Well, there are two versions of it around and have been for many years. There is a very vigorous one which is quite a bit stronger than the “original”, with muddier colored flowers. Then, there is the “original” whose plant is weaker, but with clearer mauve colored flowers. It followed its parent, Circus, in that regard. For years, there were multiple Circus variations which were the same as with Angel Farce.
AF has a great susceptibility to black spot and rust in many climates. Its winter hardiness is highly suspect. The wood is rather pithy, soft, very susceptible to sun scald and it just isn’t a very durable plant. It is INCREDIBLY fertile and passes on mauve colors, often with scent, but very seldom on healthy, strong growing plants. With Circus, Lavender Pinocchio and being half Sterling Silver, what else could you expect? It has been greatly used my many over the years. I was very surprised to see Meilland releasing an AF seedling recently. Singing the Blues. HMF reports it is an improved AF, “great for mild, dry climates”. It also advises “resist the urge to prune too heavily, this rose doesn’t like it”. Neither does Angel Farce. I know I’ve shared this before, but I actually asked Ralph WHY he based his Halo roses on AF when there were other, better mauves to work with. “Because I had it”. Black spot was (and is) an issue with that line, as it is with the other too closely related offspring.
It was the healthiest, strongest, most highly scented mauve floribunda to date when it was selected AARS in 1968. There have been TREMENDOUS improvements in mauves in the ensuing 45 years. As a museum piece, or in a collection of mauve roses, it’s just fine. But, you don’t deliberately breed German Shepherds for hip dysplasia; Dachsunds for vertebrae problems; Dalmatians for hearing impairment or male schizophrenia. Why would you deliberately raise sickly, weak roses?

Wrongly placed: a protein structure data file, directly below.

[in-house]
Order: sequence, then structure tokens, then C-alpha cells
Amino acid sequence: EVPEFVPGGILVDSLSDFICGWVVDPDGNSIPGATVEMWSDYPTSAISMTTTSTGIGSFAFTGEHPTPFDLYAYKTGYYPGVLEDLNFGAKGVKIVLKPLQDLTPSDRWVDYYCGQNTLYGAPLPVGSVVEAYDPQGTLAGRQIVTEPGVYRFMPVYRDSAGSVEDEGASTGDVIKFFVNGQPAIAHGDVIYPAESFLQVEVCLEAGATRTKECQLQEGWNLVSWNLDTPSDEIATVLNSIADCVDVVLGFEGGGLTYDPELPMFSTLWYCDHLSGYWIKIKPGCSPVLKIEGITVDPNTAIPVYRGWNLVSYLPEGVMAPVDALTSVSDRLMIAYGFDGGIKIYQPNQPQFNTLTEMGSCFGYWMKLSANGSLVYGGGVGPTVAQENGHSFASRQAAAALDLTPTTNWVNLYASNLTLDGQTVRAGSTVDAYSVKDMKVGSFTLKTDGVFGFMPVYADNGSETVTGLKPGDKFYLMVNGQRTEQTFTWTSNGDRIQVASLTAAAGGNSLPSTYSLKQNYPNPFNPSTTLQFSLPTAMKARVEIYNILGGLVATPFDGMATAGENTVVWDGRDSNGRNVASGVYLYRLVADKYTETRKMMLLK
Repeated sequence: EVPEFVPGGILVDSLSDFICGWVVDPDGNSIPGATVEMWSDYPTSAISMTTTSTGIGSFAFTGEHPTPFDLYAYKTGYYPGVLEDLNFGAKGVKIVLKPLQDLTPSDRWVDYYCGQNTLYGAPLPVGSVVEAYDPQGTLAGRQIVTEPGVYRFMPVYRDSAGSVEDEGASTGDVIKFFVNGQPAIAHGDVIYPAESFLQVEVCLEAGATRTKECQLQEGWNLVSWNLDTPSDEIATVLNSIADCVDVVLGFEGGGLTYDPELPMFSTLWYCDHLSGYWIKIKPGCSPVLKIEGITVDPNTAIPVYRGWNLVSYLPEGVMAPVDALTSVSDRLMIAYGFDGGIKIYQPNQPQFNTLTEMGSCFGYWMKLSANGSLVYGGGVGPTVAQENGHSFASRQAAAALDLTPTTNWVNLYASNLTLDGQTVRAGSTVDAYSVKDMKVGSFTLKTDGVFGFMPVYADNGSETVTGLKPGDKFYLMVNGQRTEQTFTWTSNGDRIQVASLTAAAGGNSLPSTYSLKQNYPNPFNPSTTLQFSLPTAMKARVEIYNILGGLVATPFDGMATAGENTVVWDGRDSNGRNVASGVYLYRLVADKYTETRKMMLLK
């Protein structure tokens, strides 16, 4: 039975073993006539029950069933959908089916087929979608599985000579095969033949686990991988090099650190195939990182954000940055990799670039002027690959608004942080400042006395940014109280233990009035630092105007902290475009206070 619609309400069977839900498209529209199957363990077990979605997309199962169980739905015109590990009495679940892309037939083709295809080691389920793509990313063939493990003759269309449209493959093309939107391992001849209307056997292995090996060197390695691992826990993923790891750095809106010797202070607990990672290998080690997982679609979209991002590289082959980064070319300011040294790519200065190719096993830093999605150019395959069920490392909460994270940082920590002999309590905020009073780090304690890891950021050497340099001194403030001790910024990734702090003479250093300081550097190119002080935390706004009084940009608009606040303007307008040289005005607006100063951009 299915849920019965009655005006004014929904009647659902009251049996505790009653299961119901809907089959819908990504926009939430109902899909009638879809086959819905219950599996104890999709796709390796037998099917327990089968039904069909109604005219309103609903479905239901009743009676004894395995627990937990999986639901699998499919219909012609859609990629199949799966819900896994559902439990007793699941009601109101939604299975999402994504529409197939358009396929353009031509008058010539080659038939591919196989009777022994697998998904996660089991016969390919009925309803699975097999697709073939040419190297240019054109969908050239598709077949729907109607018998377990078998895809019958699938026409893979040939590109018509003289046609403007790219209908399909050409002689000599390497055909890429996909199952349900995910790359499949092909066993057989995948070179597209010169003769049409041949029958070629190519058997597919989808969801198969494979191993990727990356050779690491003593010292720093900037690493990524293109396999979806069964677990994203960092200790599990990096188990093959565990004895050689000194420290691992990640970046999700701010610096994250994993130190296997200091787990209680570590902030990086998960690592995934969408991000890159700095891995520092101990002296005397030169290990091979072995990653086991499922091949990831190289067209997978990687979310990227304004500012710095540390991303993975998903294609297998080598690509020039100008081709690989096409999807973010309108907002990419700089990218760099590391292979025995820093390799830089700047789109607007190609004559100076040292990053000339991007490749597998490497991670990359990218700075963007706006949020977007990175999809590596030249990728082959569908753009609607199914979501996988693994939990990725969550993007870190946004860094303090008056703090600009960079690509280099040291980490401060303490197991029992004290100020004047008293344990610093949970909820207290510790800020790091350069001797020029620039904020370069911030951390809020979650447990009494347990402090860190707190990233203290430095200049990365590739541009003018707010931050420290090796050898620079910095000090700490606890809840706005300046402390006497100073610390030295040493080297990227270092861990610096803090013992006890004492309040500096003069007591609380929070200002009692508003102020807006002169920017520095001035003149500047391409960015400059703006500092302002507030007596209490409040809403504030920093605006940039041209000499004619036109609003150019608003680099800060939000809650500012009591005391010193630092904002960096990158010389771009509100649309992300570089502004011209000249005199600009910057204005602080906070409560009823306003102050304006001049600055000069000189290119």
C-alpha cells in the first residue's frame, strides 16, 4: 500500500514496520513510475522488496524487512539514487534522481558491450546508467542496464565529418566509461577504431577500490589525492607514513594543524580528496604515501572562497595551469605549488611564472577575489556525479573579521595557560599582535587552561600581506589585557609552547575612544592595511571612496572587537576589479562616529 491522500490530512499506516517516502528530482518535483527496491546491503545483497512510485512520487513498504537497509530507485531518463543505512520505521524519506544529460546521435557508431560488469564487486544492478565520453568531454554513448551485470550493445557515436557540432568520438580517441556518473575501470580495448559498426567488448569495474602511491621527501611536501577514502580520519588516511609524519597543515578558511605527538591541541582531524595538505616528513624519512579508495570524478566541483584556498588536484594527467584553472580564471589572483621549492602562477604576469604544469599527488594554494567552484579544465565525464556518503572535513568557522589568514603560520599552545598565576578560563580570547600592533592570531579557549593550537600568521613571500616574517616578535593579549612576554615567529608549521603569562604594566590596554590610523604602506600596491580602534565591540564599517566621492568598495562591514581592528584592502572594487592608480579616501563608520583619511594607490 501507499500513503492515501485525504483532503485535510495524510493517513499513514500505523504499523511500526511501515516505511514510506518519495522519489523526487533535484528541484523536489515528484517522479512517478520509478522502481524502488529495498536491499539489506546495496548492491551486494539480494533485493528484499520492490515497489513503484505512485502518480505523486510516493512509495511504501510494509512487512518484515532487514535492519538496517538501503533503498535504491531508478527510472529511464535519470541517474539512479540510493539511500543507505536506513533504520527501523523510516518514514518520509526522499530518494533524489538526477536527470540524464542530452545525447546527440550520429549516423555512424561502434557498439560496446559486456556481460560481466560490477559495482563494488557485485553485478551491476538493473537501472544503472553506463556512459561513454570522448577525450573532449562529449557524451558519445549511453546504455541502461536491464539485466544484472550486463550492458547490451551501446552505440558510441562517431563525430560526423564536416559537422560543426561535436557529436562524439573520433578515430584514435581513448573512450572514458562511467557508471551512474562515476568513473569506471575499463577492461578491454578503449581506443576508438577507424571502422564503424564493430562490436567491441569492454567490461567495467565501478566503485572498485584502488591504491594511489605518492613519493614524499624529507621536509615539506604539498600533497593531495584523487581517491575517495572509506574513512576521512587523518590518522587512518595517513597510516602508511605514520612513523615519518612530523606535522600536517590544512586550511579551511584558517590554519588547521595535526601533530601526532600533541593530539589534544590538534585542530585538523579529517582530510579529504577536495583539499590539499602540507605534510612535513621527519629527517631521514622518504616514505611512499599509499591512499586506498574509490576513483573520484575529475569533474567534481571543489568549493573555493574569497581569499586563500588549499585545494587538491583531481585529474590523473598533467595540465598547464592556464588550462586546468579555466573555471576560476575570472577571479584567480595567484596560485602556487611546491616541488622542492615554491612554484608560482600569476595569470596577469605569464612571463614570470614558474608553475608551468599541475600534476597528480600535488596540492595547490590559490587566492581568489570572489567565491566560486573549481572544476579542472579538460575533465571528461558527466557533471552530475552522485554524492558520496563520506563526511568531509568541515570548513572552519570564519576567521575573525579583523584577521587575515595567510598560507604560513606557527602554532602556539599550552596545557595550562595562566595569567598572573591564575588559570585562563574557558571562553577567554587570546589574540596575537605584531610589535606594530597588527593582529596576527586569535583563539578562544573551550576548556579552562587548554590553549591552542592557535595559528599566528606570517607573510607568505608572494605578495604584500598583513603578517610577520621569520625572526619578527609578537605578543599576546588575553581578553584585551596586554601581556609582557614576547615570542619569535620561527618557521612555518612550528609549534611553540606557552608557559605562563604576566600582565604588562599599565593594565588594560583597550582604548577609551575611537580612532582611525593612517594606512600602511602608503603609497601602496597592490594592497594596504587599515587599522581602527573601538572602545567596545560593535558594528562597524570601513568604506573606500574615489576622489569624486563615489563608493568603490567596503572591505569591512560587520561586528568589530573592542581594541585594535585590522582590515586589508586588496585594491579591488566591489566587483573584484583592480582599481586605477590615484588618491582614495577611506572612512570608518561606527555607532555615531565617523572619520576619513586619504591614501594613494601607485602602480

Those enormous hips, chock full of plump seeds from those seductively fragrant, mauve blooms promise so much! “Siren’s Song” would have been a far more appropriate name, as it is sure to dash your hopes against the rocks.
Tom Liggett theorized mauve was a “recessive, recessive yellow”. He also observed roses with strong Foetida association didn’t tolerate long, dry, cold storage, frequently drying out, devitalizing the plants. Most of which, seldom recover in spite of your best efforts. Sterling Silver and Peace are two others of similar heritage and also demonstrate the de vitalization in many plants you encounter for sale. You’ll sometimes find a happy plant in a particularly suitable location. They are absolutely stunning, but they are the exceptions rather than the rule.